Mellow Elegance meets Contemporary
Ballsbridge is situated in Dublin 4, one of the city’s most prestigious addresses; otherwise known as the Embassy belt. It is only 10 minutes from city centre and Grafton Street and its upmarket shops and lively buskers. Ballsbridge epitomises the ideal leafy suburb and is adjacent to one of the city’s outstanding parks – Herbert Park with its 48 acres of green bliss. Being my old stomping ground growing up I know every inch of it from the tennis courts, duck pond, children’s playgrounds, bowling green, croquet lawn, sports pitches to the bandstand, which is visible from the nearby Herbert Park Hotel.
I was itching to stay in the Herbert Park Hotel for some time and just hadn’t had the chance as I live not too far away from it. However, this Christmas my house was full to overflowing so an ideal opportunity to leg it out for a bit of peace and respite. There are 153 bedrooms in this modern contemporary hotel, which opened in 1999. Its modern architecture, designed by O’Mahony Pike, is standing the test of time extremely well. The pointed triangular northern end affords a subtle edge to the building with its facade finish of lightweight prefabricated GRC. Its identity and presence with the nearby serpentine apartment block, promenade along the River Dodder and nearby Royal Dublin Society complex gives it a central position in its locale. Around the corner is the Aviva Stadium, a modern glazed architectural gem. A side entrance via a small bridge over the adjacent River Dodder is the main entrance for those arriving by car. The interior layout offers many of the bedrooms a view of Herbert Park with function rooms facing towards the street side. The open plan linear style reception and lobby area lead guests directly into a relaxing lounge and bar with extensive glazing. The main dining room almost nestles into the nearby Herbert Park.
Arriving via the underground car park brought us directly into the hotel lobby. Being full of Christmas decorations it was a capitivating vision; particularly those Nutcracker figures carefully placed and adding a real touch of glamour to what is really a tinsel time of the year. Iona, the Receptionist, was super efficient at check in and we were allocated Room 311; a room overlooking the park.
The Bedroom: The room was deliciously large with proper European style parquet flooring and a big rug. Yoga lovers would love this space. The decor was neutral and relaxing. Housekeeping was first class and there wasn’t a thing out of place. I noted that the phone had been cleaned (so often overlooked and yet so important for hygiene). I was impressed by the wooden hangers engraved with the name of the hotel – a good idea as people won’t take them and yet we all love a decent hanger that you don’t have to fiddle around with inserting into the little metal attachment! The bed was dressed with a white duvet and matching bed linen. The bathroom had very interesting wallpaper; its pattern resembling a geological design. My only quibble was the an old fashioned shower curtain surrounding the bath and shower. I loved the chairs in the room, which were a cross between art deco /contemporary/traditional with narrow wooden arms and tweed upholstery. The room also had a good ceiling height so no feeling of claustrophobia.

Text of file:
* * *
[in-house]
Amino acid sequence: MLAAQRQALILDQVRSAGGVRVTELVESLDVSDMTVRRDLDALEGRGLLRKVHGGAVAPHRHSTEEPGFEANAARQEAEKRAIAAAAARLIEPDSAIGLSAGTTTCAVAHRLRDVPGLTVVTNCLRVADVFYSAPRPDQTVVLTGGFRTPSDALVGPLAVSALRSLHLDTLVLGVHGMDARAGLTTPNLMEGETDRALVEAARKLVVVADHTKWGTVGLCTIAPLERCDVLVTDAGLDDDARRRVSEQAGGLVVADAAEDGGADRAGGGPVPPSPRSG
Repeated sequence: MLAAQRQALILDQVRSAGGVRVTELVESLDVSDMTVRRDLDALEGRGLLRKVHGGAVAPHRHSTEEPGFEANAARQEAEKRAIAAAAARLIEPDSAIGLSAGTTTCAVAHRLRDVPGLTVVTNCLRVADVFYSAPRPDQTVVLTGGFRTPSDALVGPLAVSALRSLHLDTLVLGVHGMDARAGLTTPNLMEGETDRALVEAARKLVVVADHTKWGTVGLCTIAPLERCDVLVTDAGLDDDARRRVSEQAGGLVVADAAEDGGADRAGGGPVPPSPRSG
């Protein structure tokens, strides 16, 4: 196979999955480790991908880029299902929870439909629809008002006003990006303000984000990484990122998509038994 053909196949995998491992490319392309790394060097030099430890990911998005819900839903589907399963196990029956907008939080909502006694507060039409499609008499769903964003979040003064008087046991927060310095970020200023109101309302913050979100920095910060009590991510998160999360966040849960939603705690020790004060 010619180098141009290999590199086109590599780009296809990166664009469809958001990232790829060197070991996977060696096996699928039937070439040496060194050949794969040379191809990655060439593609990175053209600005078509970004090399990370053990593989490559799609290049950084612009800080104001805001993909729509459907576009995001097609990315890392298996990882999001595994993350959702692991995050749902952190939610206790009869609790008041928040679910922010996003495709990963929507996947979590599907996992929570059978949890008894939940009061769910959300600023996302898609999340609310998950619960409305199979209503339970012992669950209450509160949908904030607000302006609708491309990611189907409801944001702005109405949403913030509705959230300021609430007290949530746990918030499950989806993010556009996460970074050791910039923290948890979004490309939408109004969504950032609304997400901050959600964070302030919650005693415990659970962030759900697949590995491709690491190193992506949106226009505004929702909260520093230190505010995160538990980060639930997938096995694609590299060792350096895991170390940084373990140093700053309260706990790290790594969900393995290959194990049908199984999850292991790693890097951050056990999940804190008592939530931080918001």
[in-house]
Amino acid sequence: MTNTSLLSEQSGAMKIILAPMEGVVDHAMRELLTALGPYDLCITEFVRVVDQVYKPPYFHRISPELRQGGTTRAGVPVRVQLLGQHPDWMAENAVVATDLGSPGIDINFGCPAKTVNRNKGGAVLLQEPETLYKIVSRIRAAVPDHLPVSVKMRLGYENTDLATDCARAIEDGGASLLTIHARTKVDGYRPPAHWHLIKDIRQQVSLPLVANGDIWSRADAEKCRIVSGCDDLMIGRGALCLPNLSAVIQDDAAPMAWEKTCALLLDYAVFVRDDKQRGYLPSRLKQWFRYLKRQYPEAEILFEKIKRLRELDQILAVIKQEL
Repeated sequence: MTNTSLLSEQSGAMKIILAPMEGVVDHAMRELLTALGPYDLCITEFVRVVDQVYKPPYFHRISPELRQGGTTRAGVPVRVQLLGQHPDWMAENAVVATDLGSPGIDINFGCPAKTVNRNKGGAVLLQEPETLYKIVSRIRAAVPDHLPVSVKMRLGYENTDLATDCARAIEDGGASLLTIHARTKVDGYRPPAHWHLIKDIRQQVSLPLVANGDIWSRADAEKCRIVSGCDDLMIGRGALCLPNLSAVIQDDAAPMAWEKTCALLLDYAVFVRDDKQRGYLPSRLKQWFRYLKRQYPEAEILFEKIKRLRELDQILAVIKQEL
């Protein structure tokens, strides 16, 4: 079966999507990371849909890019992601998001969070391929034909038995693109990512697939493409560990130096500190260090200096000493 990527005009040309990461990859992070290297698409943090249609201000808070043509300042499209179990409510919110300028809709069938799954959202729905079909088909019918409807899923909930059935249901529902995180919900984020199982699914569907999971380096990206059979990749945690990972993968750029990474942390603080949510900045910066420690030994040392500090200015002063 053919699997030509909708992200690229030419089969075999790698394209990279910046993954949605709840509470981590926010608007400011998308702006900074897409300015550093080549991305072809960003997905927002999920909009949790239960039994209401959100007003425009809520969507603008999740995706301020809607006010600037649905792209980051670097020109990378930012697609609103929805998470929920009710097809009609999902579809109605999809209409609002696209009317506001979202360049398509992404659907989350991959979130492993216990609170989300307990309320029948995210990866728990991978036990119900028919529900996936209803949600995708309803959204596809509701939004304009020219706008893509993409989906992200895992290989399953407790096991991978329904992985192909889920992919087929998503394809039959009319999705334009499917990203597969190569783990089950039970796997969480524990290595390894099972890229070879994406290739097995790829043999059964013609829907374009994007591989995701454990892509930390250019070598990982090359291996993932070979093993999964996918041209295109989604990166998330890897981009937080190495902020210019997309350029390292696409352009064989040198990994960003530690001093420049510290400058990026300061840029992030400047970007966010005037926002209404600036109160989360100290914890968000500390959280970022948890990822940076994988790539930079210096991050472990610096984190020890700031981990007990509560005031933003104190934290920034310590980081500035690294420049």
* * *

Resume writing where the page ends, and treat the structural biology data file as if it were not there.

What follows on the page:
The Dining Room: There were few diners that evening so only tables along the side area of the lounge bar were open. This was a real conservatory feel to this space with its glazed roof dressed with a canopy. I opted for the Shrimp and Prawn Cocktail for starters, which was served with a pineapple salsa, quail egg and spicy Marie Rose sauce. For my main course I chose the Silver Hill Duck Leg Confit which was accompanied by streaky bacon and a white bean cassoulet. Both courses were cooked to my satisfaction. I am a believer that chefs deliver better food when less courses have to be prepared. The Herbert Park Hotel offers seven main course options, plenty of choice for even the fussiest of people. I also loved the little sign on the Menu indicating no speakers on mobiles. What a relief not to have to listen to other loud conversations. I wish more restaurants would take up this challenge.
As we meandered back to our room I was aware of how generous the hotel corridors were. I personally hate tight mean hotel corridors. I know it is a cost thing but the wear and tear with people bumping their cases off the walls will cost more in maintenance in the end; never mind the aesthetics and feeling of spaciousness that we all crave.
For breakfast the following morning we dined in the main dining room; the surrounding sides to this room having the canopy covering its partly glazed ceiling. I loved the wooden window blinds which gave diners a sense of privacy whilst still offering exquisite views of the Park. The breakfast buffet was excellent and well maintained. The tables for two were a good size with plenty of room for all the crockery without having to turn oneself into a waiter piling up used dishes to one side!
What stands out as special in The Herbert Park Hotel is the strong feeling of ownership that permeates through the building. It is owned by two Irish families and it is clear that they are hands on as regards the decor and support for their staff. They have shown great insight in bringing staff with them on their journey. Ewan Plenderleith, the hugely efficient General Manager, has been with them for over 17 years. He too has given room for personal growth with staff and the enthusiastic Egle Tamosauskaite, second in command, has been there over 14 years. This is what I yearn for in a hotel; continuity of excellence and service and the Herbert Park Hotel radiates this in abundance.